Boasting NOS components and point-to-point wiring, this fuzz delivers classic tones of the psychedelic ’60s.

Guitar effects are shrinking. Advances in technology have led to cheaper production and sourcing of surface mount components, reducing the amount of floor space required by effects. Yet many tone freaks still covet handmade effects built from new-old stock (NOS) components. Sourcing those old parts, matching them, and meticulously wiring them together is an art unto itself—and TSVG’s specialty.

Like TSVG’s earlier Angry Jeff and Keystone fuzzes, the Slow Ride Overdrive/Fuzz boasts point-to-point wiring and quality NOS parts. The Slow Ride harkens back to a time when the Tone Bender and Fuzz Face ruled psychedelic guitar. Its tones have a wild, sputtering style that stands in colorful contrast to some of today’s smoother boutique fuzzes.

Single-Speed Simplicity
TSVG builds each Slow Ride by hand using Mullard “tropical fish” capacitors, IRC resistors, Alpha pots, cloth-covered wire, true-bypass switching, and three hand-selected NOS AC128 germanium transistors. (These are PNP-style transistors, which means the Slow Ride only accepts a positive-ground power supply.) The circuit’s clean soldering and wire routing avoids the rat’s nest look of some sloppy point-to-point circuits.

The Slow Ride delivers a one-two punch of late-’60s fuzz, combining the smoothness of a Fuzz Face with the raunchy aggression of a Mk II-era Tone Bender.

Despite its unlabeled knobs, the Slow Ride is about as straightforward as it gets. The left knob controls level, and the right one transitions between relatively smooth overdrive and raspy fuzz. A 2-way switch changes the tone’s voicing from thick and mid-heavy to cutting and bright.

Ticket to Ride
The Slow Ride delivers a one-two punch of late-’60s fuzz, combining the smoothness of a Fuzz Face with the raunchy aggression of a Mk II-era Tone Bender. But despite its ample fuzz, the Slow Ride is surprisingly quiet, even when playing a Fender Strat with single-coils. The fuzz level seems set at a particularly sweet spot—there’s rawness and snarl, but not so much gain that the pedal feeds back uncontrollably when you aren’t playing.


Sturdy, handwired build. Top-shelf components. Great ’60s-style fuzz tones.

Overdrive tones are fuzz-like.


Playability/Ease of Use:




TSVG Slow Ride Overdrive/Fuzz

The Slow Ride is generally quite fuzzy at any setting, even with the guitar’s volume rolled back, though lowering the attack control reins in the high-end raspiness. While the attack control is advertised as morphing the tone from fuzz to overdrive, don’t expect the relatively smooth overdrive sound of, say, a Tube Screamer or Super Overdrive. Even with the attack control at its lowest setting, you’ll encounter midrange honk and fuzz-like compression. But when it comes to smooth ’60s-style psychedelic leads that soar with harder picking, the tone is to die for—especially if you have an EL34-based amp (such as an old Marshall) that already has added midrange emphasis.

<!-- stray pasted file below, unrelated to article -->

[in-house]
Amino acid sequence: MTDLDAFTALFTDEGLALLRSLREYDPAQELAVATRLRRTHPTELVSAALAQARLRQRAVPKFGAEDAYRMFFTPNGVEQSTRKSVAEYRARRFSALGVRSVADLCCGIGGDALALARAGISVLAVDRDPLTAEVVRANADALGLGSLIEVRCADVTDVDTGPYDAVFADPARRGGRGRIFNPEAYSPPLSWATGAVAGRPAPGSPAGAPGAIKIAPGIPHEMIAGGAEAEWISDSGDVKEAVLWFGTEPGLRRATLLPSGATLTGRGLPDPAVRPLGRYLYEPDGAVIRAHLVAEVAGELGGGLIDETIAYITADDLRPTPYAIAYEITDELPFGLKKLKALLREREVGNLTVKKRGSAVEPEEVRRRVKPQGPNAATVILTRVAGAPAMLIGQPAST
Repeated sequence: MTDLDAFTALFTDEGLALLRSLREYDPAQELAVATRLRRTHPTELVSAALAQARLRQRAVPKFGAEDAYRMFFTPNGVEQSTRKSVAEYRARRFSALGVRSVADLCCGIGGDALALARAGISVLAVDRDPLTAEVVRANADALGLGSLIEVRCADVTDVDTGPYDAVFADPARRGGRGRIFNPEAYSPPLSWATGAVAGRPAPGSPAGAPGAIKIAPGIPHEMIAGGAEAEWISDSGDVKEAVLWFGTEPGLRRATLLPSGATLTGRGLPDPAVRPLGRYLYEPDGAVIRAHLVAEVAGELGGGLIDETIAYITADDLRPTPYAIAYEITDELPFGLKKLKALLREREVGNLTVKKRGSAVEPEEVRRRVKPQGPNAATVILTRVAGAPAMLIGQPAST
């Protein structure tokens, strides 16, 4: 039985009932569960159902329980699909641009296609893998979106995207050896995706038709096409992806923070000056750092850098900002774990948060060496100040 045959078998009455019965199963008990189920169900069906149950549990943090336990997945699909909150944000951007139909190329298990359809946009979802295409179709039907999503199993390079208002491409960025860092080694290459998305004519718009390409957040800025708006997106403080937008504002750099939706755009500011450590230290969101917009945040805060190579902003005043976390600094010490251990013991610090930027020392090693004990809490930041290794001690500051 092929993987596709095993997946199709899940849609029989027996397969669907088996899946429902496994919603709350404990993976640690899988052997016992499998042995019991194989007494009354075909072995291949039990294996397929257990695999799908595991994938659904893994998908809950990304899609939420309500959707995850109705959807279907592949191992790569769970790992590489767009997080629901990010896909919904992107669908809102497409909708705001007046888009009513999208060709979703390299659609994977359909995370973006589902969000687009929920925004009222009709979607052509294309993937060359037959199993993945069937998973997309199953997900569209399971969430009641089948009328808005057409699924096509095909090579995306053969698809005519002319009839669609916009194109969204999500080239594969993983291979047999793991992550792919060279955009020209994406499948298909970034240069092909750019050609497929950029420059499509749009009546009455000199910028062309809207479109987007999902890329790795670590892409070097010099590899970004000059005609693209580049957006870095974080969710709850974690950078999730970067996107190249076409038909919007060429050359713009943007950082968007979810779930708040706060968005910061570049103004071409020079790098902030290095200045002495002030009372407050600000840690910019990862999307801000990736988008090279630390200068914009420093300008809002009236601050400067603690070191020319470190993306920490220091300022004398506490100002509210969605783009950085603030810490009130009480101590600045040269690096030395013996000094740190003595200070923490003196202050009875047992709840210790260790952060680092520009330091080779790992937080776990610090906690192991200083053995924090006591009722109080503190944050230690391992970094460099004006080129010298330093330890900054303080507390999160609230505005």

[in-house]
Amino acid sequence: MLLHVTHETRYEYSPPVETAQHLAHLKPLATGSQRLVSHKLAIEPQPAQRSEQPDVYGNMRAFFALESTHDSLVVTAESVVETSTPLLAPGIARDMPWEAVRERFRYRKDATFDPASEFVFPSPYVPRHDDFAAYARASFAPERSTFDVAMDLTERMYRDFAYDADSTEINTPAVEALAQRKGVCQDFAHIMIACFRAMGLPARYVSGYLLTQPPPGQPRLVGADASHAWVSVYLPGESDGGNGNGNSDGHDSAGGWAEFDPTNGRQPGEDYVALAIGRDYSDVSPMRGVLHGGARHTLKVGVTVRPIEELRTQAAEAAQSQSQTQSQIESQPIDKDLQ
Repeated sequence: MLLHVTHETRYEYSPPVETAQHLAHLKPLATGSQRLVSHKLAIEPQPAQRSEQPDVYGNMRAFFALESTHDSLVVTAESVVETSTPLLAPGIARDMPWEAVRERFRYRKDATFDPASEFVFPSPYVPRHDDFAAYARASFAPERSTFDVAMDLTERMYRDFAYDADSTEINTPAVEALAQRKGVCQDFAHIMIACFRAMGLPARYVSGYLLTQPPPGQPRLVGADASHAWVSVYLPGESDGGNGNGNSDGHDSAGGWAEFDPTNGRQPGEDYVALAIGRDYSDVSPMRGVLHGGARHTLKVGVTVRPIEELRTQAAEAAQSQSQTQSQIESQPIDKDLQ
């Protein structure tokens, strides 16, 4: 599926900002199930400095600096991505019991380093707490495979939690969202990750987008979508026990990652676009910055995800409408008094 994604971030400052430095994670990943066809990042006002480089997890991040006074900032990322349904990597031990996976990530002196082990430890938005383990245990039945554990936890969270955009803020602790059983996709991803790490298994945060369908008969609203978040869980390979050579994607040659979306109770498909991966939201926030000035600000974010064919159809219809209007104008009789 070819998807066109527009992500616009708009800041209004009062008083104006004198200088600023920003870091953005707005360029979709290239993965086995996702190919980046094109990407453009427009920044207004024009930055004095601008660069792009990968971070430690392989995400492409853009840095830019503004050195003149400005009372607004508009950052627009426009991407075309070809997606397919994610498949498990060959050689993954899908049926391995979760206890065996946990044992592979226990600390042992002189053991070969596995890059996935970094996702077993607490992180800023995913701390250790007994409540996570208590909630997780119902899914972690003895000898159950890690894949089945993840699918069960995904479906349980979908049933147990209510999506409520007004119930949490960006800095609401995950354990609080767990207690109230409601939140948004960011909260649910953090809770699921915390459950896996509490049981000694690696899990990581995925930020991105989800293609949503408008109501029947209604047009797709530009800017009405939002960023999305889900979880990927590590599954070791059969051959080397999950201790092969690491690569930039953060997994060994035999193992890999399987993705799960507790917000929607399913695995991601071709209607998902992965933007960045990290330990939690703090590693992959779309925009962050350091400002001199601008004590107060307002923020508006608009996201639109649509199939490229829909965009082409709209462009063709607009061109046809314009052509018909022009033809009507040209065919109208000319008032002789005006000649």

Cranking the attack knob introduces more fuzz and snarling treble bite. Playing above the 12th fret with a heavy pick attack yields faint square-wave, octave-up tones that ease into controlled feedback with a little finger vibrato. Lowering the Strat’s tone control to minimum and dropping the volume slightly let me cop a convincing “Spirit in the Sky” tone from the neck pickup, complete with tight and fat lows, burly mids, and an ever-so-slight octave-up buzz.

The low-cut switch works wonders for more focused high-gain tones. It’s especially useful for humbucker-equipped guitars like Les Pauls, where the output can be so strong that notes within chords become indiscernible. When using a PAF-style neck pickup, the low-cut setting lets highs shine through for silky-smooth leads à la A Hard Road-era Peter Green.

The Verdict
TSVG’s Slow Ride was born to deliver outstanding 60’s psychedelic rock tones with all of the warts and rough edges. It’s not the most versatile fuzz you’ll find, and its overdrive is really just a softer fuzz. But whatever the Slow Ride lacks in flexibility, it more than makes up for it in exceptional and dynamic fuzz textures.

On Black Midi's Cavalcade, Geordie Greep’s fretwork is an example of the 6-string as a capable component as much as a solo instrument, never completely stealing the show.

Popular music and mainstream tastes may be more fractured than ever, but the guitar continues to thrive.

As we soft launch into the new year, I’m not waiting for the requisite guitar obituary in the news. It’s not going to happen again anytime soon. Why? Because as far as the mainstream media is concerned, our beloved instrument is not only dead, it's irrelevant to the point of not even being an afterthought. When the New York Times published their most recent albums of the year list, there was barely a guitar-based recording to be found. Still, there is not only hope, but also cause for jubilation.

Read More Show less

Diatonic sequences are powerful tools. Here’s how to use them wisely.



• Understand how to map out the neck in seven positions.
• Learn to combine legato and picking to create long phrases.
• Develop a smooth attack—even at high speeds.

{u'media': u'[rebelmouse-document-pdf 13574 site_id=20368559 original_filename="7Shred-Jan22.pdf"]', u'file_original_url': u'', u'type': u'pdf', u'id': 13574, u'media_html': u'7Shred-Jan22.pdf'}
Knowing how to function in different keys is crucial to improvising in any context. One path to fretboard mastery is learning how to move through positions across the neck. Even something as simple as a three-note-per-string major scale can offer loads of options when it’s time to step up and rip. I’m going to outline seven technical sequences, each one focusing on a position of a diatonic major scale. This should provide a fun workout for the fingers and hopefully inspire a few licks of your own.
Read More Show less